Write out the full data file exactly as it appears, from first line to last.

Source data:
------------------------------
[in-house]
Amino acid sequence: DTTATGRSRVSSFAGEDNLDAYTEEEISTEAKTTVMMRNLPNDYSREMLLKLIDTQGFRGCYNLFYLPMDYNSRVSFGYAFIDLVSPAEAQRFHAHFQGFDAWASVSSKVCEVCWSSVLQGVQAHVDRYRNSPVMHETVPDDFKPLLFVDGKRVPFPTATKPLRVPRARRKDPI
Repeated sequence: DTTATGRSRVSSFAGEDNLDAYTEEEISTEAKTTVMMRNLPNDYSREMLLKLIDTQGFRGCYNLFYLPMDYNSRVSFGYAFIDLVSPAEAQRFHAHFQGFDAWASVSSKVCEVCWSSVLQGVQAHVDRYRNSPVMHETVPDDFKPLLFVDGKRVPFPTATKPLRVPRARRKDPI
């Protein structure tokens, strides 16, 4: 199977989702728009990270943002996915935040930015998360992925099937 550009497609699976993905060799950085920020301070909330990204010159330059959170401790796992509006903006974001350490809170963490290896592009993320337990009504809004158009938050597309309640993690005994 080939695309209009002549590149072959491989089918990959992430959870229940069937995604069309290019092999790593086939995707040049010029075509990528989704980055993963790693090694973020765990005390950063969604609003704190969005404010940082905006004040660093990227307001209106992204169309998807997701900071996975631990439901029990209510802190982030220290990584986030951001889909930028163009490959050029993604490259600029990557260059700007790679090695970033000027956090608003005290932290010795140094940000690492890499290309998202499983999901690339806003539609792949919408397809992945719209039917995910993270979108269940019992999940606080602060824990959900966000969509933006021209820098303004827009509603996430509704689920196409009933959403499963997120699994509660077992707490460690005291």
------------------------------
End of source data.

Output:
[in-house]
Amino acid sequence: DTTATGRSRVSSFAGEDNLDAYTEEEISTEAKTTVMMRNLPNDYSREMLLKLIDTQGFRGCYNLFYLPMDYNSRVSFGYAFIDLVSPAEAQRFHAHFQGFDAWASVSSKVCEVCWSSVLQGVQAHVDRYRNSPVMHETVPDDFKPLLFVDGKRVPFPTATKPLRVPRARRKDPI
Repeated sequence: DTTATGRSRVSSFAGEDNLDAYTEEEISTEAKTTVMMRNLPNDYSREMLLKLIDTQGFRGCYNLFYLPMDYNSRVSFGYAFIDLVSPAEAQRFHAHFQGFDAWASVSSKVCEVCWSSVLQGVQAHVDRYRNSPVMHETVPDDFKPLLFVDGKRVPFPTATKPLRVPRARRKDPI
């Protein structure tokens, strides 16, 4: 199977989702728009990270943002996915935040930015998360992925099937 550009497609699976993905060799950085920020301070909330990204010159330059959170401790796992509006903006974001350490809170963490290896592009993320337990009504809004158009938050597309309640993690005994 080939695309209009002549590149072959491989089918990959992430959870229940069937995604069309290019092999790593086939995707040049010029075509990528989704980055993963790693090694973020765990005390950063969604609003704190969005404010940082905006004040660093990227307001209106992204169309998807997701900071996975631990439901029990209510802190982030220290990584986030951001889909930028163009490959050029993604490259600029990557260059700007790679090695970033000027956090608003005290932290010795140094940000690492890499290309998202499983999901690339806003539609792949919408397809992945719209039917995910993270979108269940019992999940606080602060824990959900966000969509933006021209820098303004827009509603996430509704689920196409009933959403499963997120699994509660077992707490460690005291």